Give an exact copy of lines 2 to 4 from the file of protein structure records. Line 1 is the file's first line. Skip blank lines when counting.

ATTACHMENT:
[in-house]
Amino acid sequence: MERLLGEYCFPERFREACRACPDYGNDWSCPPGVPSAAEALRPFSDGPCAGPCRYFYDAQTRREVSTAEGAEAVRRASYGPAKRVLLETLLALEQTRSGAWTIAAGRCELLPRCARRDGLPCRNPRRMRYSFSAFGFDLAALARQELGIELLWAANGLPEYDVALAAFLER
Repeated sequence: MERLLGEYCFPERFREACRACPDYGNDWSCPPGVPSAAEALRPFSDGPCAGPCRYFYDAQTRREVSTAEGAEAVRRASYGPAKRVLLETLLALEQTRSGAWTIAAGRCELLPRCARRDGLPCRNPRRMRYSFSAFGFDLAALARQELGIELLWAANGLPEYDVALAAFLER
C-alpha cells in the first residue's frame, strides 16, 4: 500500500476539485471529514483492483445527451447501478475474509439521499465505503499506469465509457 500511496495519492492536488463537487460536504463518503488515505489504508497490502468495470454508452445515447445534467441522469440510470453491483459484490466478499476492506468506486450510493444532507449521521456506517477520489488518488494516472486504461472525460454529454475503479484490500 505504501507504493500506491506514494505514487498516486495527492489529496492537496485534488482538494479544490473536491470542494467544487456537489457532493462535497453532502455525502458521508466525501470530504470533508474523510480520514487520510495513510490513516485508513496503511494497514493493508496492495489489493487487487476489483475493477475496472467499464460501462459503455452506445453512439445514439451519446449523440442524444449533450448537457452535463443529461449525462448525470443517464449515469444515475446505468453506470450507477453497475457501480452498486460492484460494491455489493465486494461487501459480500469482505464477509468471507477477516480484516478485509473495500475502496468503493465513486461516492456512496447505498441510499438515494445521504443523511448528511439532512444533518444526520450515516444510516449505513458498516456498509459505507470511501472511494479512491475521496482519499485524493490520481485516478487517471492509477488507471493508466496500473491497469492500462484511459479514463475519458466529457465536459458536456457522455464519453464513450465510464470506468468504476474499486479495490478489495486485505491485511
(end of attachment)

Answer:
Amino acid sequence: MERLLGEYCFPERFREACRACPDYGNDWSCPPGVPSAAEALRPFSDGPCAGPCRYFYDAQTRREVSTAEGAEAVRRASYGPAKRVLLETLLALEQTRSGAWTIAAGRCELLPRCARRDGLPCRNPRRMRYSFSAFGFDLAALARQELGIELLWAANGLPEYDVALAAFLER
Repeated sequence: MERLLGEYCFPERFREACRACPDYGNDWSCPPGVPSAAEALRPFSDGPCAGPCRYFYDAQTRREVSTAEGAEAVRRASYGPAKRVLLETLLALEQTRSGAWTIAAGRCELLPRCARRDGLPCRNPRRMRYSFSAFGFDLAALARQELGIELLWAANGLPEYDVALAAFLER
C-alpha cells in the first residue's frame, strides 16, 4: 500500500476539485471529514483492483445527451447501478475474509439521499465505503499506469465509457 500511496495519492492536488463537487460536504463518503488515505489504508497490502468495470454508452445515447445534467441522469440510470453491483459484490466478499476492506468506486450510493444532507449521521456506517477520489488518488494516472486504461472525460454529454475503479484490500 505504501507504493500506491506514494505514487498516486495527492489529496492537496485534488482538494479544490473536491470542494467544487456537489457532493462535497453532502455525502458521508466525501470530504470533508474523510480520514487520510495513510490513516485508513496503511494497514493493508496492495489489493487487487476489483475493477475496472467499464460501462459503455452506445453512439445514439451519446449523440442524444449533450448537457452535463443529461449525462448525470443517464449515469444515475446505468453506470450507477453497475457501480452498486460492484460494491455489493465486494461487501459480500469482505464477509468471507477477516480484516478485509473495500475502496468503493465513486461516492456512496447505498441510499438515494445521504443523511448528511439532512444533518444526520450515516444510516449505513458498516456498509459505507470511501472511494479512491475521496482519499485524493490520481485516478487517471492509477488507471493508466496500473491497469492500462484511459479514463475519458466529457465536459458536456457522455464519453464513450465510464470506468468504476474499486479495490478489495486485505491485511